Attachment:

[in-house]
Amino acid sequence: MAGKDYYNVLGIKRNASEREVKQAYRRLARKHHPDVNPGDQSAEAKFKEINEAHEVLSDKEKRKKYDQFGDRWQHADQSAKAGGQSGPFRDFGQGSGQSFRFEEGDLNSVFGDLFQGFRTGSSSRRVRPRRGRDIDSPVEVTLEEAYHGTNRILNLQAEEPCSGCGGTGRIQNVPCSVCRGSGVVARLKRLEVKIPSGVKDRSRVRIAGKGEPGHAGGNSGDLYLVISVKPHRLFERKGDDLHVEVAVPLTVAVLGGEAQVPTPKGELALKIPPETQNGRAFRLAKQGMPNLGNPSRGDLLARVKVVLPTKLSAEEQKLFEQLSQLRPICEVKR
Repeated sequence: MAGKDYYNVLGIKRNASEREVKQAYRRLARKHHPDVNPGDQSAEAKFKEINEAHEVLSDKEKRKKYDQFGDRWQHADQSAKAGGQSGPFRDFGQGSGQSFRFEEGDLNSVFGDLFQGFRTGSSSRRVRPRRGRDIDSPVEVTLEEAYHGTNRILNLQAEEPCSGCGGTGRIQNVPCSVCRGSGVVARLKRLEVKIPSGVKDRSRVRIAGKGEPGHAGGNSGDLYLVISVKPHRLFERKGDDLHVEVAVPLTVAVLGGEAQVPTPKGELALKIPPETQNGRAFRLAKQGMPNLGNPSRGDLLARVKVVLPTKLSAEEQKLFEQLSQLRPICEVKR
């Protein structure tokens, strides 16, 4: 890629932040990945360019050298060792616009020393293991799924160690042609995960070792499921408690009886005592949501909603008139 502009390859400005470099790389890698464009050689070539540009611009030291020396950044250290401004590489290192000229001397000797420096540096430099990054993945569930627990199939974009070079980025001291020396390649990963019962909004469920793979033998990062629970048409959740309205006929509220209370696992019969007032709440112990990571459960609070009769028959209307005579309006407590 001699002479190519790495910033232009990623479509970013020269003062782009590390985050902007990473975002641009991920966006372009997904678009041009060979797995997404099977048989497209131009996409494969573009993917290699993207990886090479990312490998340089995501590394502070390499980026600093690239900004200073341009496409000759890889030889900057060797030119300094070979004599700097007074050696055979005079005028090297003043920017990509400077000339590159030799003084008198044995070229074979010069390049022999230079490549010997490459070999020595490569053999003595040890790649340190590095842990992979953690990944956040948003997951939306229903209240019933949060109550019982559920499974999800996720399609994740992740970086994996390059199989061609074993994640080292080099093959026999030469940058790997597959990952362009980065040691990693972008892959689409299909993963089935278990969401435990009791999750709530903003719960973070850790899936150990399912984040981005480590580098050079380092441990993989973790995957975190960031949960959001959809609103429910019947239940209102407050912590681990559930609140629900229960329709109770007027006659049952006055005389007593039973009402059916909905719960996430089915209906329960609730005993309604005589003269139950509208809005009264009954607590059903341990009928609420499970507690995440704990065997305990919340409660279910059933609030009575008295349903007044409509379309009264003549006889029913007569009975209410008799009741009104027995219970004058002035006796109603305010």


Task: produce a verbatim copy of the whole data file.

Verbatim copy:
[in-house]
Amino acid sequence: MAGKDYYNVLGIKRNASEREVKQAYRRLARKHHPDVNPGDQSAEAKFKEINEAHEVLSDKEKRKKYDQFGDRWQHADQSAKAGGQSGPFRDFGQGSGQSFRFEEGDLNSVFGDLFQGFRTGSSSRRVRPRRGRDIDSPVEVTLEEAYHGTNRILNLQAEEPCSGCGGTGRIQNVPCSVCRGSGVVARLKRLEVKIPSGVKDRSRVRIAGKGEPGHAGGNSGDLYLVISVKPHRLFERKGDDLHVEVAVPLTVAVLGGEAQVPTPKGELALKIPPETQNGRAFRLAKQGMPNLGNPSRGDLLARVKVVLPTKLSAEEQKLFEQLSQLRPICEVKR
Repeated sequence: MAGKDYYNVLGIKRNASEREVKQAYRRLARKHHPDVNPGDQSAEAKFKEINEAHEVLSDKEKRKKYDQFGDRWQHADQSAKAGGQSGPFRDFGQGSGQSFRFEEGDLNSVFGDLFQGFRTGSSSRRVRPRRGRDIDSPVEVTLEEAYHGTNRILNLQAEEPCSGCGGTGRIQNVPCSVCRGSGVVARLKRLEVKIPSGVKDRSRVRIAGKGEPGHAGGNSGDLYLVISVKPHRLFERKGDDLHVEVAVPLTVAVLGGEAQVPTPKGELALKIPPETQNGRAFRLAKQGMPNLGNPSRGDLLARVKVVLPTKLSAEEQKLFEQLSQLRPICEVKR
């Protein structure tokens, strides 16, 4: 890629932040990945360019050298060792616009020393293991799924160690042609995960070792499921408690009886005592949501909603008139 502009390859400005470099790389890698464009050689070539540009611009030291020396950044250290401004590489290192000229001397000797420096540096430099990054993945569930627990199939974009070079980025001291020396390649990963019962909004469920793979033998990062629970048409959740309205006929509220209370696992019969007032709440112990990571459960609070009769028959209307005579309006407590 001699002479190519790495910033232009990623479509970013020269003062782009590390985050902007990473975002641009991920966006372009997904678009041009060979797995997404099977048989497209131009996409494969573009993917290699993207990886090479990312490998340089995501590394502070390499980026600093690239900004200073341009496409000759890889030889900057060797030119300094070979004599700097007074050696055979005079005028090297003043920017990509400077000339590159030799003084008198044995070229074979010069390049022999230079490549010997490459070999020595490569053999003595040890790649340190590095842990992979953690990944956040948003997951939306229903209240019933949060109550019982559920499974999800996720399609994740992740970086994996390059199989061609074993994640080292080099093959026999030469940058790997597959990952362009980065040691990693972008892959689409299909993963089935278990969401435990009791999750709530903003719960973070850790899936150990399912984040981005480590580098050079380092441990993989973790995957975190960031949960959001959809609103429910019947239940209102407050912590681990559930609140629900229960329709109770007027006659049952006055005389007593039973009402059916909905719960996430089915209906329960609730005993309604005589003269139950509208809005009264009954607590059903341990009928609420499970507690995440704990065997305990919340409660279910059933609030009575008295349903007044409509379309009264003549006889029913007569009975209410008799009741009104027995219970004058002035006796109603305010």